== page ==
Overcoming Anxiety in Montreal

Hooray from my first post from abroad! I’m writing this shortly after my friend Brandy and I walked home from the Grand Roue (big wheel) on the bank of the river in Montreal. I want to preface the next part by saying that at one point I worked rollercoasters in an amusement park and at another, I was a lighting technician way up above stages in narrow and sometimes terrifying or precarious catwalks, so I’m not afraid of heights. However, Ferris wheels have always made me nervous. I really can’t explain what it is about that particular method of elevating ones’ self above the surrounding area but I’ve never enjoyed those rides. In certain places though, they are just about the single best way to see the city from above.

Montreal has about four places available to the public to get great panoramic views of the city from above, but arguably the two best are the lookout point on Mount Royal and the top of the giant wheel. I’m sure the daytime would have been pretty too but we chose to go at night because many of the surrounding buildings are lit up. The wheel sits in the Old Port of Montreal which is directly adjacent to Vieux Montréal or Old Montreal which is by far my favorite neighborhood. From the top of the wheel, you look out over the river on one side, and at the mountain on the other. The cross that sits atop Mount Royal is lit up and is large enough to see even from here. It really is one of the cooler things we’ve done since we arrived. However, the thought of getting on the wheel made the both of us tremendously anxious.

I knew I had to do it because it’s important to step out of your comfort zone when you travel. I mean, why even leave your home if you’re not going to try something new? Things that make you anxious make for especially good memories. So, onto the wheel we went. The first few seconds before we left the ground were very calm. As soon as we passed the pylons though, the nerves kicked in. I could feel my heart beating faster with every foot we rose. Brandy was practicing breathing to stay calm. We both refused to move because we didn’t want the cabin to rock. If we had a video of the ride, I’m sure we would both have a good laugh at ourselves.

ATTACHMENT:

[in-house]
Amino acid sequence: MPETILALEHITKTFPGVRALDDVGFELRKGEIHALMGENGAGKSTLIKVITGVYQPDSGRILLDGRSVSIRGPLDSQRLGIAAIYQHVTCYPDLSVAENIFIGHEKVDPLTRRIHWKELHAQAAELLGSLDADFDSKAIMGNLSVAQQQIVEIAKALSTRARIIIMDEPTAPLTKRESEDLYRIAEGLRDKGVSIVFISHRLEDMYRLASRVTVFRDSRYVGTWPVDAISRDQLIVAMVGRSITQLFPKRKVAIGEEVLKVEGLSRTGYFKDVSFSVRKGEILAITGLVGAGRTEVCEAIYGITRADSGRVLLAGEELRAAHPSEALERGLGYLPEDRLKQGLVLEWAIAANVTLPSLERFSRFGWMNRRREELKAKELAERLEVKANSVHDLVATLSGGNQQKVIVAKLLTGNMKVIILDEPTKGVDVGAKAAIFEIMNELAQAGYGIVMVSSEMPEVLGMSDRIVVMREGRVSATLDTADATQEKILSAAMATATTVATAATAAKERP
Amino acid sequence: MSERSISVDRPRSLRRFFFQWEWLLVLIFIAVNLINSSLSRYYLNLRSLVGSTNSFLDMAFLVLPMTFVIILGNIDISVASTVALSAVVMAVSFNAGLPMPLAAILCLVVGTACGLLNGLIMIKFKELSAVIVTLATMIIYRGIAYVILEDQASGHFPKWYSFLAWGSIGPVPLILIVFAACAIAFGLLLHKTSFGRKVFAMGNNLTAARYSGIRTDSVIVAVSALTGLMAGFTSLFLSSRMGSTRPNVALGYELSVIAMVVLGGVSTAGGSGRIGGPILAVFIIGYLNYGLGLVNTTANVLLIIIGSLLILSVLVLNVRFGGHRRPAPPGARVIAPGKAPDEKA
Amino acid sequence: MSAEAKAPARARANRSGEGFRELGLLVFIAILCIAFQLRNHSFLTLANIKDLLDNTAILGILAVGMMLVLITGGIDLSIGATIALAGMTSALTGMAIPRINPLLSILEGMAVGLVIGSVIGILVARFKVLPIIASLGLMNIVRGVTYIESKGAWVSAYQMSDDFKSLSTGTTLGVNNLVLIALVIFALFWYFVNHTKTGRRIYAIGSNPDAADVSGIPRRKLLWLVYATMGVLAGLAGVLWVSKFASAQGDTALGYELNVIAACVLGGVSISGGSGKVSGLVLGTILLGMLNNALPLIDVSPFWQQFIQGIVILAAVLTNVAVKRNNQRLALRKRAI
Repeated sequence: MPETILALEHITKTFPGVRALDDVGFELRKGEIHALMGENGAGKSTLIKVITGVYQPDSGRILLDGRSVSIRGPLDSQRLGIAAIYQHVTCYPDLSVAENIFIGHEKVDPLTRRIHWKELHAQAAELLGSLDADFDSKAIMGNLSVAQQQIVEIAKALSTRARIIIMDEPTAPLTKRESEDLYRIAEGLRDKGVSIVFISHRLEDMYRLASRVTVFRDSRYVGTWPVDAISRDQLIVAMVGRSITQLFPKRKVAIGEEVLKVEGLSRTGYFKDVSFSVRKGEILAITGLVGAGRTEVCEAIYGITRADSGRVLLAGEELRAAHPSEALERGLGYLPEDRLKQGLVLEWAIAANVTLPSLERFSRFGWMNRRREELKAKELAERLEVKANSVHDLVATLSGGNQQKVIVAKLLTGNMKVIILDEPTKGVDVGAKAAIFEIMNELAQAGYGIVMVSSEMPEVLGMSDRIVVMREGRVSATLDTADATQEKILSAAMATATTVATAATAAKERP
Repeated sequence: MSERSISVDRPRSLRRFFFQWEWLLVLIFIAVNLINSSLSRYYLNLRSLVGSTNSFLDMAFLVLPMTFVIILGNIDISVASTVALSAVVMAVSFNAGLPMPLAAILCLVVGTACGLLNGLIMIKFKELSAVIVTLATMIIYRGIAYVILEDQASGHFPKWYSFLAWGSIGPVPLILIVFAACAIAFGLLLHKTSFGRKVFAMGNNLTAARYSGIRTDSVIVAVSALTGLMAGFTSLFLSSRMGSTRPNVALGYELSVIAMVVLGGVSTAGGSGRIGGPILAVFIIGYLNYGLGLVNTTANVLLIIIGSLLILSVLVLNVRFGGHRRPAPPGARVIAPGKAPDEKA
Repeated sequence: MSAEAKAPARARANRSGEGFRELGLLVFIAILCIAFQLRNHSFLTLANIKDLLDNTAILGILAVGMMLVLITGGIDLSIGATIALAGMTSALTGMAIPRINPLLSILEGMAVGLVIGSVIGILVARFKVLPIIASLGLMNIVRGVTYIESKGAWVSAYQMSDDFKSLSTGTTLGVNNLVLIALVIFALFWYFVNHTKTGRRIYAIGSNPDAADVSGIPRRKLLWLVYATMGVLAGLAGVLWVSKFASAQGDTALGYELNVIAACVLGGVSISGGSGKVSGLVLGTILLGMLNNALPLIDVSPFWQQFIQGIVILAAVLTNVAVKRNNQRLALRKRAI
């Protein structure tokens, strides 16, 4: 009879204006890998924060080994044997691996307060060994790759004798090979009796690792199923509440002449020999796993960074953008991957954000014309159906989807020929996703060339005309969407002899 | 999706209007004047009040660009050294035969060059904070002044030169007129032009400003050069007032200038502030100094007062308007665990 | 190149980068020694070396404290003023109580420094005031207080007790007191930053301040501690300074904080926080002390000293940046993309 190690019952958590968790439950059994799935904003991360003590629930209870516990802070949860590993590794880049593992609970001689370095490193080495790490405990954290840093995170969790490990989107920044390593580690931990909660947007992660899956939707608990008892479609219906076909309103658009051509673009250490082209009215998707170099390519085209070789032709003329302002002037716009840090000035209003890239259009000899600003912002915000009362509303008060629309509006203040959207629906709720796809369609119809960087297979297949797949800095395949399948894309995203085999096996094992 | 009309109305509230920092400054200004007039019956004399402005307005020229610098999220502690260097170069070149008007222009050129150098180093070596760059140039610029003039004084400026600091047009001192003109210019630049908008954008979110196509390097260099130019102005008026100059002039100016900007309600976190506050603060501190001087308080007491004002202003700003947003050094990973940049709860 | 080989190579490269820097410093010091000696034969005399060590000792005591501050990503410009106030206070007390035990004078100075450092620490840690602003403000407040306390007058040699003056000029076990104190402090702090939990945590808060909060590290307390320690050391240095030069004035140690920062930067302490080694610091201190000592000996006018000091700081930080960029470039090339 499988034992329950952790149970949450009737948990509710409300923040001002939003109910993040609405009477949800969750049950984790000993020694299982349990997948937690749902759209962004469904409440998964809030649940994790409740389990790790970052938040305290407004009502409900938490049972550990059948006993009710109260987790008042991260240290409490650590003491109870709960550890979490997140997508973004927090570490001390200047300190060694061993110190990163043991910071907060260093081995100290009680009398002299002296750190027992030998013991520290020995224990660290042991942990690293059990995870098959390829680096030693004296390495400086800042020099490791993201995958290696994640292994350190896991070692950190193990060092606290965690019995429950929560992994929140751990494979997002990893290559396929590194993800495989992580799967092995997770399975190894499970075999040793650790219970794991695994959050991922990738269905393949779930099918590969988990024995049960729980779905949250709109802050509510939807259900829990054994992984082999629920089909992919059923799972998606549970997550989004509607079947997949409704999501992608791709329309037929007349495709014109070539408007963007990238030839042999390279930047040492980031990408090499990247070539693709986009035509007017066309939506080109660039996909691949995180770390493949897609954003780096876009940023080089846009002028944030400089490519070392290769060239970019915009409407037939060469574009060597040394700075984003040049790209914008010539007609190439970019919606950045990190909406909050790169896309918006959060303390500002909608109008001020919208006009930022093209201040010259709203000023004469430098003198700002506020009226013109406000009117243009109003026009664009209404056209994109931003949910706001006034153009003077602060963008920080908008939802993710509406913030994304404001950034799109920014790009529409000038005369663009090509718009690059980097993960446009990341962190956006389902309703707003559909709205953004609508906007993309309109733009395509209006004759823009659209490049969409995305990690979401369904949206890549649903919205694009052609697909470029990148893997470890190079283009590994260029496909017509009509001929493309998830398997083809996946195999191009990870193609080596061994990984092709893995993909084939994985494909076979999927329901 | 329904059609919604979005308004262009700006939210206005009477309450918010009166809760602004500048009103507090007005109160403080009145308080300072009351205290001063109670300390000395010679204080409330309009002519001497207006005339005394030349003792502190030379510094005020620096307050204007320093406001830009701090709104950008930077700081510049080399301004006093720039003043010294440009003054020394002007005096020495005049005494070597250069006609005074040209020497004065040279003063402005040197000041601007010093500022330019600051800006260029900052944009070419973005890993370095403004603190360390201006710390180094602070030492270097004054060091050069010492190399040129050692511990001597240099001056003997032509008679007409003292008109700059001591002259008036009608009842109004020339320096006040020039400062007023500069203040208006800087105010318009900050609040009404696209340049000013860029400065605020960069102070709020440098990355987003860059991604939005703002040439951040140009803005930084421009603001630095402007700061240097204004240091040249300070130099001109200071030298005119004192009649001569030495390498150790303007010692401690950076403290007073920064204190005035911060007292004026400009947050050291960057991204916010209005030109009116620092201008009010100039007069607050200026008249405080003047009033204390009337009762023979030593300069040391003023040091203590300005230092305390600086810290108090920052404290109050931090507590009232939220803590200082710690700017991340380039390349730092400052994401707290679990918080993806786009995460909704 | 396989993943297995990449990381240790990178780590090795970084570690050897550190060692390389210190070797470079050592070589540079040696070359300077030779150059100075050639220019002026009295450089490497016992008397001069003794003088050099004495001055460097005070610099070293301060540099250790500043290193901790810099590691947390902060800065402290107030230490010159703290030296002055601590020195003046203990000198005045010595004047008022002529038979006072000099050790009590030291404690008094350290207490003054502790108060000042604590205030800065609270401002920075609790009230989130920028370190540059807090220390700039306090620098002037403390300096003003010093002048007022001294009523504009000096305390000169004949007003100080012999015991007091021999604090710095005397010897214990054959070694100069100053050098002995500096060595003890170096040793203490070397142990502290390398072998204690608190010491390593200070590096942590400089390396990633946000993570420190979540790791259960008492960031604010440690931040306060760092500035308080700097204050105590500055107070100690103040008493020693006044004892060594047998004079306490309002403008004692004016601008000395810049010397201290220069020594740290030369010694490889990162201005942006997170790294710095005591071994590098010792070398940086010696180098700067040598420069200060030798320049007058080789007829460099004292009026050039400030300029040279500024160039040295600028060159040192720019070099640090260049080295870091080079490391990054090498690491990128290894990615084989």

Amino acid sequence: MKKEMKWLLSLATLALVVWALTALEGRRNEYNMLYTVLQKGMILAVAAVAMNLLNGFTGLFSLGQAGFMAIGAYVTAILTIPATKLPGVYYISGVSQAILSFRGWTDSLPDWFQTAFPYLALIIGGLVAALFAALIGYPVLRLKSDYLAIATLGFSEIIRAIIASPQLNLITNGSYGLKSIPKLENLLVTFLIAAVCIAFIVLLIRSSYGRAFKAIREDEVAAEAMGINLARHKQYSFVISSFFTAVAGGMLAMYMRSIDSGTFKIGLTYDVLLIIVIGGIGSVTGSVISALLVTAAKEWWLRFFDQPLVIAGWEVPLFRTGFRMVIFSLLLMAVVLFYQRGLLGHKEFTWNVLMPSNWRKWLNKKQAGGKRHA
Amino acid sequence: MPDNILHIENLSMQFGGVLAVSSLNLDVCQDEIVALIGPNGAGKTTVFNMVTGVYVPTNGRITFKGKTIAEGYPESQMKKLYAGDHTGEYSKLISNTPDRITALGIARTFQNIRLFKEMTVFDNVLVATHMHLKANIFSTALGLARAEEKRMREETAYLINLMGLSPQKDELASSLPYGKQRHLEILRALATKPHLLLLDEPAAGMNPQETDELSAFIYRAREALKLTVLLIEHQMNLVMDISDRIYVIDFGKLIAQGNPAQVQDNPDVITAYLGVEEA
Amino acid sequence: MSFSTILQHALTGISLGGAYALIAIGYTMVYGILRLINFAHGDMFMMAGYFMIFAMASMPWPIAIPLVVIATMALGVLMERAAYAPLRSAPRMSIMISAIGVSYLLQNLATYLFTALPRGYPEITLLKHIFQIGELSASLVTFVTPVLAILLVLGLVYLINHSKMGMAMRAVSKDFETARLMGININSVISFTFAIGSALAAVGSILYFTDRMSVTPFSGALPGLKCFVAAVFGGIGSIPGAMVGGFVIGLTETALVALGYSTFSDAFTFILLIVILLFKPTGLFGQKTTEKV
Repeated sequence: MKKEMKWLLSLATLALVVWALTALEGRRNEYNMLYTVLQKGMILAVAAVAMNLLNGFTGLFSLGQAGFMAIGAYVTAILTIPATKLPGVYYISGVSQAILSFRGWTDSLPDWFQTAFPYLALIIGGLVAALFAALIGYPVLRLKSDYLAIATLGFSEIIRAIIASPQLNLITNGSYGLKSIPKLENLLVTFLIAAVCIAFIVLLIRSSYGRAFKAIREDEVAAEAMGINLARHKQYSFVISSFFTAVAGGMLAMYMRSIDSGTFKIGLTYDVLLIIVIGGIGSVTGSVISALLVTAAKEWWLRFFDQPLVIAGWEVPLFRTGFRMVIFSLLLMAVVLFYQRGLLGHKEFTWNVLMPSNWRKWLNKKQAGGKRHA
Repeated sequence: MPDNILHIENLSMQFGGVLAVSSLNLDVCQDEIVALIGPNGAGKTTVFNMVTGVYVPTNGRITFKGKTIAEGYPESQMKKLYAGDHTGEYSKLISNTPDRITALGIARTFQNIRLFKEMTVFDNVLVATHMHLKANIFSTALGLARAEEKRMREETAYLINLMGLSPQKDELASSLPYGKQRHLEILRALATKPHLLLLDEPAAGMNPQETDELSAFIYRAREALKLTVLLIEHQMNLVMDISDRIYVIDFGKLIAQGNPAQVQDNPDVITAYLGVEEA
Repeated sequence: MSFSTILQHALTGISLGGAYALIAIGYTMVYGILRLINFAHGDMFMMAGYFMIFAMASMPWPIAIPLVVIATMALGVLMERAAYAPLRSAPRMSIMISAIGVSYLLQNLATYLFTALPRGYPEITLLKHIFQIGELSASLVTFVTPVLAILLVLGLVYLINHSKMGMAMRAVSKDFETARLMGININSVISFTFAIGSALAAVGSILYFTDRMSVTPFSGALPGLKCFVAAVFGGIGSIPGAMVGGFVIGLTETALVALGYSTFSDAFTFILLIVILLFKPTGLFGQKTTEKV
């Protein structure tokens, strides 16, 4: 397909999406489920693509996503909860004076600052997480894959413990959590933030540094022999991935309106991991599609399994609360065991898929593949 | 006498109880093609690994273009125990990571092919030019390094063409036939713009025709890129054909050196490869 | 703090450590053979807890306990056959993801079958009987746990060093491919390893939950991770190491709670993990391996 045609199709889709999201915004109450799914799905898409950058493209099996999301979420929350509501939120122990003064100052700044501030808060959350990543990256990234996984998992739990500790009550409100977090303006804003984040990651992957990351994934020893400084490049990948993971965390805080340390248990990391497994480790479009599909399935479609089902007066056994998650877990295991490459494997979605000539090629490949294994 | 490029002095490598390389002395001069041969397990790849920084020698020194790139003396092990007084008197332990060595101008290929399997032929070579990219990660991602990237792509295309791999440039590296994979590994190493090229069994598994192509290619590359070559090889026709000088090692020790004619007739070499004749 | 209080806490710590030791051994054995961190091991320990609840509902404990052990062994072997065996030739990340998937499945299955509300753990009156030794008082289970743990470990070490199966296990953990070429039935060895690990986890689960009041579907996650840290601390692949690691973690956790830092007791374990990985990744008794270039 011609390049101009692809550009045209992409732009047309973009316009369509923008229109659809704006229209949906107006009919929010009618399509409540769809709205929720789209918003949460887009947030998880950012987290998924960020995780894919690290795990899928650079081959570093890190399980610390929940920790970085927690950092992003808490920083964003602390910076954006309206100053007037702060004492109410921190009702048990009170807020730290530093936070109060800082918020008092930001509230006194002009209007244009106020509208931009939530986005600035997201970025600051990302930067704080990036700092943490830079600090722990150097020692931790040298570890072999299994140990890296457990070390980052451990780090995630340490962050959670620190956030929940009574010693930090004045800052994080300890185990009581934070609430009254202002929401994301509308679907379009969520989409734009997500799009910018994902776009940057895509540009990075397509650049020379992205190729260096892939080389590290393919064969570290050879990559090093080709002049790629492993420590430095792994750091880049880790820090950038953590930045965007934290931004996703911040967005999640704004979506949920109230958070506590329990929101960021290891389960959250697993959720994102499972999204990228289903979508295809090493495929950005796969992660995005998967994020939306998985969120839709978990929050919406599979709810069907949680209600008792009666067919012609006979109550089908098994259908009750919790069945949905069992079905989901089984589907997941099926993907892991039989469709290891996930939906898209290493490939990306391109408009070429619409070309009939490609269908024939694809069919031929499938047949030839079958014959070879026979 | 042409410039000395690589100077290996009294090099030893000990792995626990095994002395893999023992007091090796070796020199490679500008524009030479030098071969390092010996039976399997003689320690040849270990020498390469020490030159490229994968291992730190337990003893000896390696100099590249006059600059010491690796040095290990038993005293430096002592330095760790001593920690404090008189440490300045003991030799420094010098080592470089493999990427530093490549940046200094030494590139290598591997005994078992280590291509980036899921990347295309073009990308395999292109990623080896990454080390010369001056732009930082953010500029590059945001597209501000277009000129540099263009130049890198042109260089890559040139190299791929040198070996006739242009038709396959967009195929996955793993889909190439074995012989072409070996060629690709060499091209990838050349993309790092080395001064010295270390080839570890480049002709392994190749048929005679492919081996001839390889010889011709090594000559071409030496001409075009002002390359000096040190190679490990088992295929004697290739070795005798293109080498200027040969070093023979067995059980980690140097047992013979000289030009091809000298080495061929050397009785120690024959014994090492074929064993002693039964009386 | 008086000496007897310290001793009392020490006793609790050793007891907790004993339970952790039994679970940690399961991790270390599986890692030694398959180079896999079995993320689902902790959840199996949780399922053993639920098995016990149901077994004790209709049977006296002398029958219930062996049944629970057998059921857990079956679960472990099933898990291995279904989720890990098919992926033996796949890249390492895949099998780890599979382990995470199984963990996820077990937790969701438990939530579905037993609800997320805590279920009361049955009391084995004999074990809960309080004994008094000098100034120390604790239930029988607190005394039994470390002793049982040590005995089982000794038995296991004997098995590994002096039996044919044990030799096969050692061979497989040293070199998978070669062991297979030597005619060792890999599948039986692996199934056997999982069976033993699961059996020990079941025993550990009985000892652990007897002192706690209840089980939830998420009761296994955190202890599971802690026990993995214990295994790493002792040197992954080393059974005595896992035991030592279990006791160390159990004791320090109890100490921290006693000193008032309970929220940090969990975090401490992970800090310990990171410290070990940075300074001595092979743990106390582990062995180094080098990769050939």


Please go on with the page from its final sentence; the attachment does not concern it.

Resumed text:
The first time around the wheel I focused on taking pictures because it calmed me down a bit. My hands were a tad shaky but I knew it would help my nerves. By the end of the second revolution, we were enjoying ourselves and moving around a bit more to get some better pictures. At one point, Brandy suggested we dance to alleviate the anxiety. I laughed because I was not about to rock that cabin any more than shifting slightly to take a picture would have. It wasn’t until we were coming back down for the last time that we saw the signs that said not to move around anyway. It was only our second day in Canada and we were already breaking the rules.

The last time around we put down our cameras and just took everything in. We had plenty of time because we were stopped at the highest point for what felt like an eternity. The views from up there are stunning. The whole city of Montreal comes into view and it’s not hard to see why the people here love their city. I’ve never seen a metropolis that has incorporated nature so well.

Montreal 1.jpg

Afterward, we took some pictures in front of the wheel to celebrate. (Pardon the slight fuzziness of the pictures, it was dark and my hands were shaking from the cold and adrenaline.) We were proud of ourselves for convincing each other to get on in order to get such a great view. Though it might seem trivial to some, that small amount of nervousness can snowball quickly into full-blown fear so the fact that we attempted the ride and enjoyed ourselves is reason enough to celebrate.

Montreal 2.jpg

If you’re ever in Montreal, no matter the time of day or year, I recommend a ride on the Grand Roue. The views of the city are unrivaled. This particular wheel is the most smooth and stable (the cabin barely moved at all, even when we switched seats for pictures) I’ve ever been on, though that doesn’t say much due to the fact that I’ve only been on approximately three in my life.

If you’re traveling, do things that scare you. Step out of your comfort zone. Obviously, don’t do things that are stupid or unsafe, but I will always recommend doing something that makes you feel out of your element. The experience opens you up as a person and will most likely stay with you for the rest of your life.

Adventures create the best memories.

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